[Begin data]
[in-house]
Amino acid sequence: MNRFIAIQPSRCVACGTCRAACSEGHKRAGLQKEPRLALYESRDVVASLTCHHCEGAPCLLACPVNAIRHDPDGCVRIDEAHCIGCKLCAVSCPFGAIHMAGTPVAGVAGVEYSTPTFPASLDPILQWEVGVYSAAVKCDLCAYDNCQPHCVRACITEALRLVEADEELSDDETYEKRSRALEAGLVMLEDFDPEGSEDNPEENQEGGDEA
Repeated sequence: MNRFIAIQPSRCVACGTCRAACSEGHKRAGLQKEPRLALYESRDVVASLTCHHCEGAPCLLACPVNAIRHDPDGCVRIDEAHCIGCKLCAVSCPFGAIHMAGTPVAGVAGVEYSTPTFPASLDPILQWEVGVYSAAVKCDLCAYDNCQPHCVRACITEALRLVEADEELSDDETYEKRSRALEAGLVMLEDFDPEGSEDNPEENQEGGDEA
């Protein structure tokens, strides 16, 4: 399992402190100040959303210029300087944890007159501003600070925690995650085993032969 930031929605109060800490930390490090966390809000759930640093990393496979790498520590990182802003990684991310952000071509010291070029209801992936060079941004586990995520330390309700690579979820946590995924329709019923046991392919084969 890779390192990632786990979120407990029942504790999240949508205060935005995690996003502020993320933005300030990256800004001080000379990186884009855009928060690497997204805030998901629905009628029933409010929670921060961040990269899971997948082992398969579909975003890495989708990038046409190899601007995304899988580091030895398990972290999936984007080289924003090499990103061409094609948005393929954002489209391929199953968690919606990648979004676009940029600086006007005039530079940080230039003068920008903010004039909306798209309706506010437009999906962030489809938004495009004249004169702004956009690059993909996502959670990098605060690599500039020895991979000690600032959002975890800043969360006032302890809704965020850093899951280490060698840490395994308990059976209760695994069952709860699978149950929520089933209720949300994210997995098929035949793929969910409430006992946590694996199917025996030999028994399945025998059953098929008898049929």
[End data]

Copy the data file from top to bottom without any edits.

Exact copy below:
[in-house]
Amino acid sequence: MNRFIAIQPSRCVACGTCRAACSEGHKRAGLQKEPRLALYESRDVVASLTCHHCEGAPCLLACPVNAIRHDPDGCVRIDEAHCIGCKLCAVSCPFGAIHMAGTPVAGVAGVEYSTPTFPASLDPILQWEVGVYSAAVKCDLCAYDNCQPHCVRACITEALRLVEADEELSDDETYEKRSRALEAGLVMLEDFDPEGSEDNPEENQEGGDEA
Repeated sequence: MNRFIAIQPSRCVACGTCRAACSEGHKRAGLQKEPRLALYESRDVVASLTCHHCEGAPCLLACPVNAIRHDPDGCVRIDEAHCIGCKLCAVSCPFGAIHMAGTPVAGVAGVEYSTPTFPASLDPILQWEVGVYSAAVKCDLCAYDNCQPHCVRACITEALRLVEADEELSDDETYEKRSRALEAGLVMLEDFDPEGSEDNPEENQEGGDEA
């Protein structure tokens, strides 16, 4: 399992402190100040959303210029300087944890007159501003600070925690995650085993032969 930031929605109060800490930390490090966390809000759930640093990393496979790498520590990182802003990684991310952000071509010291070029209801992936060079941004586990995520330390309700690579979820946590995924329709019923046991392919084969 890779390192990632786990979120407990029942504790999240949508205060935005995690996003502020993320933005300030990256800004001080000379990186884009855009928060690497997204805030998901629905009628029933409010929670921060961040990269899971997948082992398969579909975003890495989708990038046409190899601007995304899988580091030895398990972290999936984007080289924003090499990103061409094609948005393929954002489209391929199953968690919606990648979004676009940029600086006007005039530079940080230039003068920008903010004039909306798209309706506010437009999906962030489809938004495009004249004169702004956009690059993909996502959670990098605060690599500039020895991979000690600032959002975890800043969360006032302890809704965020850093899951280490060698840490395994308990059976209760695994069952709860699978149950929520089933209720949300994210997995098929035949793929969910409430006992946590694996199917025996030999028994399945025998059953098929008898049929």